Tuesday, October 13, 2009

Obama Administration Pledges to Address Patent Reform

Last Thursday, the new director of the Patent and Trademark Office, David Kappos (seen left) got rid of legislation, developed during the Bush administration, aimed at accelerating the patent process by limiting the number of patent claims a company could file and the support information they could submit after the claim was filed. As we talked about in class submitting additional information after filing a patents is common of pharmaceutical companies, used to prolong their patent protection. This came as the Obama administration announced its plans to push through legislation to overhaul the patent process that, as we also discussed in class, has primarily stood unchanged for the last five decades except through the increasing number of judge made rulings. A Senate bill created through a compromise between pharmaceutical and technology companies to replace the Bush administration legislation would implement a “first to file system.” This bill would be the first of many step towards overhauling the patent system.

After our lecture on IP rights, I agree with the Obama administration that there needs to be an overhaul to the patent system. I believe that the Bush administration legislation would have helped to get the patent office back on track financially and logistically but I do not believe it would have made the patent system better. I do not think that a “first to file system,” catered to the pharmaceutical and technology industries is the solution either. I wonder what will happen to IP rights if a “first to file system” is implemented. Doesn’t this get away from the purpose of patents to protect the intellectual property of the inventors? What are bills that you would propose if you were a part of crafting the Obama administration’s patent reform?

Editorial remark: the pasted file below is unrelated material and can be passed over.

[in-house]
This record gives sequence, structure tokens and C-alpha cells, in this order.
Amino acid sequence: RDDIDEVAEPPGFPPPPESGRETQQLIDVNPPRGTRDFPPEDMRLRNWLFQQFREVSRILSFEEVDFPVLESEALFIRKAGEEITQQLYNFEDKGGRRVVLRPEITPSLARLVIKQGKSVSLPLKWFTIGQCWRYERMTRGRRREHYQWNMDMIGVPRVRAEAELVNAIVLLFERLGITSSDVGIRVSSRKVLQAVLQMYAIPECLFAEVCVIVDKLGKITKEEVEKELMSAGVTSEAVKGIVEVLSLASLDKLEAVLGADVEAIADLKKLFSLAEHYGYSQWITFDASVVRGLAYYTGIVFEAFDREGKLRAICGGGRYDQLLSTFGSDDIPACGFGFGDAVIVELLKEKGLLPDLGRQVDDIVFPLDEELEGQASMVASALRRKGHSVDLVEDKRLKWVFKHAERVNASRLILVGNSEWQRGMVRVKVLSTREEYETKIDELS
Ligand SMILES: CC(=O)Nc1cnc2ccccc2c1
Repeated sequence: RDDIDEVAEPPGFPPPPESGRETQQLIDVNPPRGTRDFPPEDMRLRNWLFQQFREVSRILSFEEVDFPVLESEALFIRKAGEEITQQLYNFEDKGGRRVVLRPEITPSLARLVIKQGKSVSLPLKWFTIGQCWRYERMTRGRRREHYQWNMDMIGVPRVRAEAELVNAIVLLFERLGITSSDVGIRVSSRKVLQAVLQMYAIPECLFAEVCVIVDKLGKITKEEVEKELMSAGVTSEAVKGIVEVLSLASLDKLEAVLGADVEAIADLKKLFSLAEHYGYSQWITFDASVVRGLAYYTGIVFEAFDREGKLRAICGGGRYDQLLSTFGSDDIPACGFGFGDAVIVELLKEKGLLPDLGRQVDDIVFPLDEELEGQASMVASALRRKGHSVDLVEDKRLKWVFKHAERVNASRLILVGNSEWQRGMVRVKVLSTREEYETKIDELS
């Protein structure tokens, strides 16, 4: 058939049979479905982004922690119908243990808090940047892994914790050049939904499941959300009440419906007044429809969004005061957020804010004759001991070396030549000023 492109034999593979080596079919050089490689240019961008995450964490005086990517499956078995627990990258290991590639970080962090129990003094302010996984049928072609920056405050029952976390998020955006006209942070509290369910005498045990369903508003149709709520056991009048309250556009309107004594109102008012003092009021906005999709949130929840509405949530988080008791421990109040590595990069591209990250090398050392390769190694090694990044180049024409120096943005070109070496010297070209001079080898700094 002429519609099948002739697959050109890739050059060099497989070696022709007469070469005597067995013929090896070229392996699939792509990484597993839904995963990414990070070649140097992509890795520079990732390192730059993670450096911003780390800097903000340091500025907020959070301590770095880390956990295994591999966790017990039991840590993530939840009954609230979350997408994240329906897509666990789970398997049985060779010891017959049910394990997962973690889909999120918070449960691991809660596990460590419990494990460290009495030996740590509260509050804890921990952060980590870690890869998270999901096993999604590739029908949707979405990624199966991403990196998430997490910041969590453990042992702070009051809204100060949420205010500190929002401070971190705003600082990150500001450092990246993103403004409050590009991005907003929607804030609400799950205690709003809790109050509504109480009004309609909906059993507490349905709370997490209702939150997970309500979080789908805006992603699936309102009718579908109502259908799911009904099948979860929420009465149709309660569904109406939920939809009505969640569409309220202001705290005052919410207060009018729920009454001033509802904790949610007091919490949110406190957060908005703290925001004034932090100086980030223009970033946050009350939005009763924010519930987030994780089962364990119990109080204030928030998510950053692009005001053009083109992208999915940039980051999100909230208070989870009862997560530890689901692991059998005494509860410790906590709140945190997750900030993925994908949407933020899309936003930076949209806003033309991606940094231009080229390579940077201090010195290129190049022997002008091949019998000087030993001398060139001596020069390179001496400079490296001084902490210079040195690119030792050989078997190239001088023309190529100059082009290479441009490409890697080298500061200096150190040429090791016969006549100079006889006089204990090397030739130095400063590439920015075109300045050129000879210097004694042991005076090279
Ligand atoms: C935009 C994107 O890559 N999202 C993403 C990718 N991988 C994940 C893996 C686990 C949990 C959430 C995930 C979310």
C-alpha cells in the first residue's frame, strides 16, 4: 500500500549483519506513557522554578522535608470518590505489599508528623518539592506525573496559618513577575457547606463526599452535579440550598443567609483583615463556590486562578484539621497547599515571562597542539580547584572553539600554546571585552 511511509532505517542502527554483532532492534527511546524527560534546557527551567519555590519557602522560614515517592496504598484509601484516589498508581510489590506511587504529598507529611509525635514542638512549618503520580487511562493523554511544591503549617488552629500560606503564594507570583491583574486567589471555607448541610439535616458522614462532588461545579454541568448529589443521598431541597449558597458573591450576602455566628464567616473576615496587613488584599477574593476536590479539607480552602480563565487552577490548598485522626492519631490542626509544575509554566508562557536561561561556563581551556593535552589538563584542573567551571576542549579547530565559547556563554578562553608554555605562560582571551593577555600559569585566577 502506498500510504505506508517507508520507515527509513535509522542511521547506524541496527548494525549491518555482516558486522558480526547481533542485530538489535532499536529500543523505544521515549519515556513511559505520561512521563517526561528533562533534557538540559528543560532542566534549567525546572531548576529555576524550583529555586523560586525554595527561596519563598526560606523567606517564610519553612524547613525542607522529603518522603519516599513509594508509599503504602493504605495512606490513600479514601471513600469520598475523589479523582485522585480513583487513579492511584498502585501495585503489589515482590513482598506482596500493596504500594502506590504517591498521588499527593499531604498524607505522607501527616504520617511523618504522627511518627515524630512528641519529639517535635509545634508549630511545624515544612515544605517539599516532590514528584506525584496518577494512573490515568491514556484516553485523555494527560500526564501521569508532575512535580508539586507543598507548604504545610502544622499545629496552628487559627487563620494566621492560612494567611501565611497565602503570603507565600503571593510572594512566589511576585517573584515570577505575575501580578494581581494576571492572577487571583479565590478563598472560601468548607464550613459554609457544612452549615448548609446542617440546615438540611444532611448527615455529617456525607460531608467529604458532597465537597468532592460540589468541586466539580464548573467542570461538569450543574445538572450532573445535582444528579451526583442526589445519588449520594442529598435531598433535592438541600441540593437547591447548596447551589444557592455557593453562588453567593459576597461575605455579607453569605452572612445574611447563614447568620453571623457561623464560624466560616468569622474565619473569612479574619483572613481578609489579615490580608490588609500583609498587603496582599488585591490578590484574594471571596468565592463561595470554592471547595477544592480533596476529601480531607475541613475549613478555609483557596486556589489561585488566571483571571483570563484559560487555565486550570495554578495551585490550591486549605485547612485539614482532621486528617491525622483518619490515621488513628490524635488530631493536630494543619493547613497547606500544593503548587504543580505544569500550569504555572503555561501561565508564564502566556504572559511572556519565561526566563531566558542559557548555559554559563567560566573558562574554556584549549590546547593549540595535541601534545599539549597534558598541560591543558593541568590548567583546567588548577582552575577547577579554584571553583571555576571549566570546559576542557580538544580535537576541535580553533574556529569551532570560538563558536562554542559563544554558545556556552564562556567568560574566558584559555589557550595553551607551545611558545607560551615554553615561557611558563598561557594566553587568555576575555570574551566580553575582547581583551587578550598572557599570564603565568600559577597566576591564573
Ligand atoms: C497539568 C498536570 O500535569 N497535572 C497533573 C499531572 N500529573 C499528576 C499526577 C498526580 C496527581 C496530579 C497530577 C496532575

Other Articles of Interest: Obama Admin Backs Proposed Changes To Patent System, Patent Reform: Obama Favors Major Changes to Patent Law

1 comment:

  1. Maybe I can be naive with this comment, but I could see an intention to overcome the risks of monopoly and include the usually excluded inventors. I mean, if there are some institutions that can go with the whole process of registering their patents, those are the big corporations. What happen with the small companies or even individuals that can develop an innovation but are unable to follow the pace of the procedures that have been used till now?